Moving forward pick ONE skill to practice a week. And use it at every opportunity. When you’re in meetings, making calls, or even convincing your significant other where to go to dinner for your date night.
The reason I say you should only focus on one sales skill at a time is because often sales reps will be eager to use everything they learned at a seminar right away. And in the process they try to do too much and end up decreasing their effectiveness and often times reducing their confidence that the new sales skills will even work.
In other ways focusing on too many sales skills at a time creates a few problems.
First of all you are trying to use multiple techniques that you are not an expert at using yet. It makes you seem clumsy and you will look like an amateur to whomever you’re meeting with. Big no no.
Second, this clumsiness will frustrate most sales reps and discourage them from using those techniques in the future. Completely negating the reason for the sales training. Because you aren’t proficient in using them, it is unlikely that you will be successful when using them the first time. And that will give the impression that they are worthless skills and you’re likely to give up and go back to what you know works.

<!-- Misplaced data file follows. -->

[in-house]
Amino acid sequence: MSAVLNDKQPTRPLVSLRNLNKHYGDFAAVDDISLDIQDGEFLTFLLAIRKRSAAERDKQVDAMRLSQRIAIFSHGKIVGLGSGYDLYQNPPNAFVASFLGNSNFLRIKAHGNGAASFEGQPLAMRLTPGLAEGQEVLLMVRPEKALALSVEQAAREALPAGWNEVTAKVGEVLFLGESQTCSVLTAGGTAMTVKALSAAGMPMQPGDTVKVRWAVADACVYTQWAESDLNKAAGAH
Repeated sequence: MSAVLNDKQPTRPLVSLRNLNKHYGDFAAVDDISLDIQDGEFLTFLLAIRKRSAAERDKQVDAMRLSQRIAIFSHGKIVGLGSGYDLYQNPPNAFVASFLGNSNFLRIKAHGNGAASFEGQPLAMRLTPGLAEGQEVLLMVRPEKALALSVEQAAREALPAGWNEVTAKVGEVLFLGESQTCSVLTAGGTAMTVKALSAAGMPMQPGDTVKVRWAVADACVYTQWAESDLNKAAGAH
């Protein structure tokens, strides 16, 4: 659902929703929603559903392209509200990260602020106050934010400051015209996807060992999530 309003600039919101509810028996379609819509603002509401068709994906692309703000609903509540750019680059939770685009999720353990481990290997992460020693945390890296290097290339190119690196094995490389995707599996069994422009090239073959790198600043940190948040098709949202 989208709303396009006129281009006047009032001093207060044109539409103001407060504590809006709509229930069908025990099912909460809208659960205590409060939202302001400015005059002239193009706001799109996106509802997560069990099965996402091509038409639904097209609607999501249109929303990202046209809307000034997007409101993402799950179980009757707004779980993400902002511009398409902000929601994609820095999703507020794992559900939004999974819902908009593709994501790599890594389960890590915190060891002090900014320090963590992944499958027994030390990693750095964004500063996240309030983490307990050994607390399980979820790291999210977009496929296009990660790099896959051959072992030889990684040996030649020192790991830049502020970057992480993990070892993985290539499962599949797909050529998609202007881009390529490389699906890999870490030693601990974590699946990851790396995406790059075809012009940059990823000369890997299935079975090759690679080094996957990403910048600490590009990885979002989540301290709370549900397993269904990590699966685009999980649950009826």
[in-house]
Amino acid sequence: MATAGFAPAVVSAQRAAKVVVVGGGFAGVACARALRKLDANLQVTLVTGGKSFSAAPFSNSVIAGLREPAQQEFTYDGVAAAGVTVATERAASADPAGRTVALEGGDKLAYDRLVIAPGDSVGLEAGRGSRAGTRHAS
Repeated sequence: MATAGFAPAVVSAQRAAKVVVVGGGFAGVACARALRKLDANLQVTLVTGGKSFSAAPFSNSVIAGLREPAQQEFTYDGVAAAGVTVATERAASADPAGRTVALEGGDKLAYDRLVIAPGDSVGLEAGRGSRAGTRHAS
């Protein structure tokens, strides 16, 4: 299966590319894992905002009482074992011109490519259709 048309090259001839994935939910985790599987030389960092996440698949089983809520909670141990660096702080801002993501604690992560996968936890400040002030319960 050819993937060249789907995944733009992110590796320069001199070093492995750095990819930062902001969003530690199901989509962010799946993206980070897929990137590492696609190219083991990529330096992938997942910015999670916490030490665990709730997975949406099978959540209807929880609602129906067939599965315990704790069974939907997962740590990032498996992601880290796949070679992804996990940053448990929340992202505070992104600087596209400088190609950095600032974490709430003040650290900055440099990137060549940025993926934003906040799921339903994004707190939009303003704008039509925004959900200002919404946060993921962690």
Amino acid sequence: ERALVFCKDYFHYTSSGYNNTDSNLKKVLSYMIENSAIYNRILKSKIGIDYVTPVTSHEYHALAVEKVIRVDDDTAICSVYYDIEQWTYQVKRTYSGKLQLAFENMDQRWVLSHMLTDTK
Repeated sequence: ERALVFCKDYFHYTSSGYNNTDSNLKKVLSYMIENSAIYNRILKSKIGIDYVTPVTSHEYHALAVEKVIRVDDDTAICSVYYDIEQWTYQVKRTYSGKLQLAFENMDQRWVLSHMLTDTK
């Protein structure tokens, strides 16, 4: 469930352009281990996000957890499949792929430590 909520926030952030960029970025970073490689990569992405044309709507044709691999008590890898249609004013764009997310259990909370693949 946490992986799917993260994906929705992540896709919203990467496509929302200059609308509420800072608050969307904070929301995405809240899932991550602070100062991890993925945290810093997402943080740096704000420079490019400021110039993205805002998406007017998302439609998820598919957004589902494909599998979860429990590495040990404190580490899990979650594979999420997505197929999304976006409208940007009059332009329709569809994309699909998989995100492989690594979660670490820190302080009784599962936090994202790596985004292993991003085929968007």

Third, using them all at once doesn’t allow you to build upon the skills. Often times a full sales training session, with multiple techniques, will have a common theme as to how they feed off each other and interrelate.
The skills are taught in a specific order so they can showcase how they build upon one another.
So pick one skill and practice it every day for no less then a full week. Two weeks is best. At the end of each week evaluate when you used it. How it worked. And if there are any changes you can make to help the skills stick or work better for you.
And of course, be sure to let me know of any other ways you have used to make new sales skills stick better.
~ Johnny Bravo
Image courtesy of zirconicusso / FreeDigitalPhotos.net